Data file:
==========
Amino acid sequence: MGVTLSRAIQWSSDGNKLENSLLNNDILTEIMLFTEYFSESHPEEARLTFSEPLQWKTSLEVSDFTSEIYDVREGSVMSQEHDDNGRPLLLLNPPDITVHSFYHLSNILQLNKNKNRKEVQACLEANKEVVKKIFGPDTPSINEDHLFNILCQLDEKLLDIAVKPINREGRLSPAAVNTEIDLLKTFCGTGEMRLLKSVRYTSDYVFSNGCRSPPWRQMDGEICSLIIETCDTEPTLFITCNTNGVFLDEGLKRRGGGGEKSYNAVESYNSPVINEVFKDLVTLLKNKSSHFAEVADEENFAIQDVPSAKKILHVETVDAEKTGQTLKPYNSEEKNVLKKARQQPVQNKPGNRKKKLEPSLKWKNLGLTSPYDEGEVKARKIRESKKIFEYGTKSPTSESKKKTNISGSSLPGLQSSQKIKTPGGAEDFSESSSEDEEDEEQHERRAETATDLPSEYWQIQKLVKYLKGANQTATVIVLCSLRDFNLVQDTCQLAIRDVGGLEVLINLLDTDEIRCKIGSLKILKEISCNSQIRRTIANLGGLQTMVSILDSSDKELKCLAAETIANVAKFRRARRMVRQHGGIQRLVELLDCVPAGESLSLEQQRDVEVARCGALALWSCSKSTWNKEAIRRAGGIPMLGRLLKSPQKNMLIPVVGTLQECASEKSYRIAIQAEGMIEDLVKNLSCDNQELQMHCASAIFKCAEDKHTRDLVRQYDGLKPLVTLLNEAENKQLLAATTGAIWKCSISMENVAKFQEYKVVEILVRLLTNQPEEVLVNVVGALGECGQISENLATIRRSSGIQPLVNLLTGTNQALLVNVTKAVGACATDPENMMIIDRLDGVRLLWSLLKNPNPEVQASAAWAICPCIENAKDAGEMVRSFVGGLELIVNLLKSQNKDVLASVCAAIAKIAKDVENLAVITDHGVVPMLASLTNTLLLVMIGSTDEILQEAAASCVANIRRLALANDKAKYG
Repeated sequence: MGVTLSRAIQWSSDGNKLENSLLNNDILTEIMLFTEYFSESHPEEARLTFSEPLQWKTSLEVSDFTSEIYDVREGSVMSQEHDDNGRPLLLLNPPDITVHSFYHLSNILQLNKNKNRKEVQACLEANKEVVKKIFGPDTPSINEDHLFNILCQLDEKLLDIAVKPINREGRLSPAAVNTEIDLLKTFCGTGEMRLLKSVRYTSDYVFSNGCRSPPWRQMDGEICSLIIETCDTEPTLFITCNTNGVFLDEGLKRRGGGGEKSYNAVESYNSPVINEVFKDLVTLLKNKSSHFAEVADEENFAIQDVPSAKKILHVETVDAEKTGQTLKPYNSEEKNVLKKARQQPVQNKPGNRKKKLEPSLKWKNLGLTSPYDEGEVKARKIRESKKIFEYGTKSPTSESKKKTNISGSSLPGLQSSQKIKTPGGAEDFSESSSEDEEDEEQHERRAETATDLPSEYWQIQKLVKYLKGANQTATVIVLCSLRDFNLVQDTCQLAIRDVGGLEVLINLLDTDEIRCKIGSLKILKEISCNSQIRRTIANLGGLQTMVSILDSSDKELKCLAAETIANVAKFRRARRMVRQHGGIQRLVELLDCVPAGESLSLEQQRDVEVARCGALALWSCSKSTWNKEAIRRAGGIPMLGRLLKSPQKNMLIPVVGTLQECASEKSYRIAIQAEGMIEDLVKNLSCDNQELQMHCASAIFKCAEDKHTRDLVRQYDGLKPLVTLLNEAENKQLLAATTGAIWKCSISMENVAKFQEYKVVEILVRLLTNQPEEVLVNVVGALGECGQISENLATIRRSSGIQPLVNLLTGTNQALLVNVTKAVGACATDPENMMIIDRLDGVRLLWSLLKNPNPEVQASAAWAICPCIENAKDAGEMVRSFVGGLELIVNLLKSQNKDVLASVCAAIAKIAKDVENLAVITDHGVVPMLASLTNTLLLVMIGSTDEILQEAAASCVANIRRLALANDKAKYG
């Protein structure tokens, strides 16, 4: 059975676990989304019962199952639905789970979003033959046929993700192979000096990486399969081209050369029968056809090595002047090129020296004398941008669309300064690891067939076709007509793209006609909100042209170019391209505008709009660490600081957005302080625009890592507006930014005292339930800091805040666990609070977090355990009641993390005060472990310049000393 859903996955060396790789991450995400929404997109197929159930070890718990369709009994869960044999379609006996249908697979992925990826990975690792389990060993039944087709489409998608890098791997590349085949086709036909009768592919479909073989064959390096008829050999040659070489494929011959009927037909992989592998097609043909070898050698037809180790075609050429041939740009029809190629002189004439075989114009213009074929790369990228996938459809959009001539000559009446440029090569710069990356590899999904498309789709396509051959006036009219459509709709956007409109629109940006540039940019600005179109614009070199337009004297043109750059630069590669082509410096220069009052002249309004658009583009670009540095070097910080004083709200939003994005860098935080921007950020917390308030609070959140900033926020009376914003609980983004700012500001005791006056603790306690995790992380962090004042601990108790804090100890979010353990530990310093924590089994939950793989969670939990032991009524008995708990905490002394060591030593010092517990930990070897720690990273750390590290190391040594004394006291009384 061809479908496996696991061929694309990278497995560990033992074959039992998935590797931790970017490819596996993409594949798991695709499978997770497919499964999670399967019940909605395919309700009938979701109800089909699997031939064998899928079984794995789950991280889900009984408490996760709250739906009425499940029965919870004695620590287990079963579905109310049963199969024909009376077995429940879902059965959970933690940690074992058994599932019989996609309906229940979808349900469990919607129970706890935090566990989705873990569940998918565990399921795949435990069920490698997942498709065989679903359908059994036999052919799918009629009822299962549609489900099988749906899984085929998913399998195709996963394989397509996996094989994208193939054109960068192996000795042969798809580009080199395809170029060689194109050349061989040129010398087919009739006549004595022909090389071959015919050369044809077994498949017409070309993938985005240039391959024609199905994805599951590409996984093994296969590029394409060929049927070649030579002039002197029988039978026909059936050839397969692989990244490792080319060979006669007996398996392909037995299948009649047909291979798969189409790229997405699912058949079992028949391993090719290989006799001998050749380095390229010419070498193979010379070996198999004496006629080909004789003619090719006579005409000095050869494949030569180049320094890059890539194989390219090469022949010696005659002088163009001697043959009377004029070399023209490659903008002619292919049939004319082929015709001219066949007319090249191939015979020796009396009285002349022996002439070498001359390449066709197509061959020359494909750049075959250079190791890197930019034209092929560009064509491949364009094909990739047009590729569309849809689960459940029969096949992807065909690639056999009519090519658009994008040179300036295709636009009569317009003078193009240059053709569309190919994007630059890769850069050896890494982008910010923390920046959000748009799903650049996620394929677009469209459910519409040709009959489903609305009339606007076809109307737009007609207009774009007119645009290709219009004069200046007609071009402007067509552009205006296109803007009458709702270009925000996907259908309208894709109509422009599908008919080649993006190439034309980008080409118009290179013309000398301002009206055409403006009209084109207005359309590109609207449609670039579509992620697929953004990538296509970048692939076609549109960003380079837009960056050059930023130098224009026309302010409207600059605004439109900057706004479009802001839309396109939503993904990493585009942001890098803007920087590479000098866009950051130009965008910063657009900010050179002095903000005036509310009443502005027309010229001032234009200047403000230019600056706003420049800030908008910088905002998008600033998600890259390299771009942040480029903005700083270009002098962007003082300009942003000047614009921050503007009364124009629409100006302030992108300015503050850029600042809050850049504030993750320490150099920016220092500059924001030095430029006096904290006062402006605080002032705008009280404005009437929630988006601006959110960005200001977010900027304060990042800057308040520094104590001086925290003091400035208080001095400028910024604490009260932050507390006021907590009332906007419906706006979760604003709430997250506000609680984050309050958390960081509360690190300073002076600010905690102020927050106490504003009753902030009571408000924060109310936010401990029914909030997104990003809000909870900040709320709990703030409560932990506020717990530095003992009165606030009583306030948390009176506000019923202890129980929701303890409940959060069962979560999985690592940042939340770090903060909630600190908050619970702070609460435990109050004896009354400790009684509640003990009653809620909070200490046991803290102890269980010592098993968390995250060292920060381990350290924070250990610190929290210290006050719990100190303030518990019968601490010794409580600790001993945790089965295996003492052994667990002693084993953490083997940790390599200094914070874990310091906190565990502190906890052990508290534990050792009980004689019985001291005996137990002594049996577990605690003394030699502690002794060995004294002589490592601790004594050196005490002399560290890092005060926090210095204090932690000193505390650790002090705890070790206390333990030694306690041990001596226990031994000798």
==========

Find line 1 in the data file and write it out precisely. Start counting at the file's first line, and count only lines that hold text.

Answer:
Amino acid sequence: MGVTLSRAIQWSSDGNKLENSLLNNDILTEIMLFTEYFSESHPEEARLTFSEPLQWKTSLEVSDFTSEIYDVREGSVMSQEHDDNGRPLLLLNPPDITVHSFYHLSNILQLNKNKNRKEVQACLEANKEVVKKIFGPDTPSINEDHLFNILCQLDEKLLDIAVKPINREGRLSPAAVNTEIDLLKTFCGTGEMRLLKSVRYTSDYVFSNGCRSPPWRQMDGEICSLIIETCDTEPTLFITCNTNGVFLDEGLKRRGGGGEKSYNAVESYNSPVINEVFKDLVTLLKNKSSHFAEVADEENFAIQDVPSAKKILHVETVDAEKTGQTLKPYNSEEKNVLKKARQQPVQNKPGNRKKKLEPSLKWKNLGLTSPYDEGEVKARKIRESKKIFEYGTKSPTSESKKKTNISGSSLPGLQSSQKIKTPGGAEDFSESSSEDEEDEEQHERRAETATDLPSEYWQIQKLVKYLKGANQTATVIVLCSLRDFNLVQDTCQLAIRDVGGLEVLINLLDTDEIRCKIGSLKILKEISCNSQIRRTIANLGGLQTMVSILDSSDKELKCLAAETIANVAKFRRARRMVRQHGGIQRLVELLDCVPAGESLSLEQQRDVEVARCGALALWSCSKSTWNKEAIRRAGGIPMLGRLLKSPQKNMLIPVVGTLQECASEKSYRIAIQAEGMIEDLVKNLSCDNQELQMHCASAIFKCAEDKHTRDLVRQYDGLKPLVTLLNEAENKQLLAATTGAIWKCSISMENVAKFQEYKVVEILVRLLTNQPEEVLVNVVGALGECGQISENLATIRRSSGIQPLVNLLTGTNQALLVNVTKAVGACATDPENMMIIDRLDGVRLLWSLLKNPNPEVQASAAWAICPCIENAKDAGEMVRSFVGGLELIVNLLKSQNKDVLASVCAAIAKIAKDVENLAVITDHGVVPMLASLTNTLLLVMIGSTDEILQEAAASCVANIRRLALANDKAKYG